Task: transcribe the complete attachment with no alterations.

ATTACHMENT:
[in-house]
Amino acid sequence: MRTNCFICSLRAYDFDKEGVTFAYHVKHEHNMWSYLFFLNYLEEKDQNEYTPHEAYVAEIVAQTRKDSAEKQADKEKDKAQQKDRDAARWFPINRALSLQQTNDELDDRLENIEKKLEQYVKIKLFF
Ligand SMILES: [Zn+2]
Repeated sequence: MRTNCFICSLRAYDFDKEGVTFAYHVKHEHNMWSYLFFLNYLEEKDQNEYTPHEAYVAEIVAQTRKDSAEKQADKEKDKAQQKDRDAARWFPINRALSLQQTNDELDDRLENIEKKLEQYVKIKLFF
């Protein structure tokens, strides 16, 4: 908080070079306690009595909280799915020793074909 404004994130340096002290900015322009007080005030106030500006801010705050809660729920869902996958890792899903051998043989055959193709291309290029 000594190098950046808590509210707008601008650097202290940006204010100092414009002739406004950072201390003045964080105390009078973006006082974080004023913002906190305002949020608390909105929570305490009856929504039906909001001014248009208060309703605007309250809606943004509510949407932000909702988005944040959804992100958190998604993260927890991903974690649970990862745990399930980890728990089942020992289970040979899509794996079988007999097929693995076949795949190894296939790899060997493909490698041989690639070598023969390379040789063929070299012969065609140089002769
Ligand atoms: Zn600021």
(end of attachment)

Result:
[in-house]
Amino acid sequence: MRTNCFICSLRAYDFDKEGVTFAYHVKHEHNMWSYLFFLNYLEEKDQNEYTPHEAYVAEIVAQTRKDSAEKQADKEKDKAQQKDRDAARWFPINRALSLQQTNDELDDRLENIEKKLEQYVKIKLFF
Ligand SMILES: [Zn+2]
Repeated sequence: MRTNCFICSLRAYDFDKEGVTFAYHVKHEHNMWSYLFFLNYLEEKDQNEYTPHEAYVAEIVAQTRKDSAEKQADKEKDKAQQKDRDAARWFPINRALSLQQTNDELDDRLENIEKKLEQYVKIKLFF
């Protein structure tokens, strides 16, 4: 908080070079306690009595909280799915020793074909 404004994130340096002290900015322009007080005030106030500006801010705050809660729920869902996958890792899903051998043989055959193709291309290029 000594190098950046808590509210707008601008650097202290940006204010100092414009002739406004950072201390003045964080105390009078973006006082974080004023913002906190305002949020608390909105929570305490009856929504039906909001001014248009208060309703605007309250809606943004509510949407932000909702988005944040959804992100958190998604993260927890991903974690649970990862745990399930980890728990089942020992289970040979899509794996079988007999097929693995076949795949190894296939790899060997493909490698041989690639070598023969390379040789063929070299012969065609140089002769
Ligand atoms: Zn600021």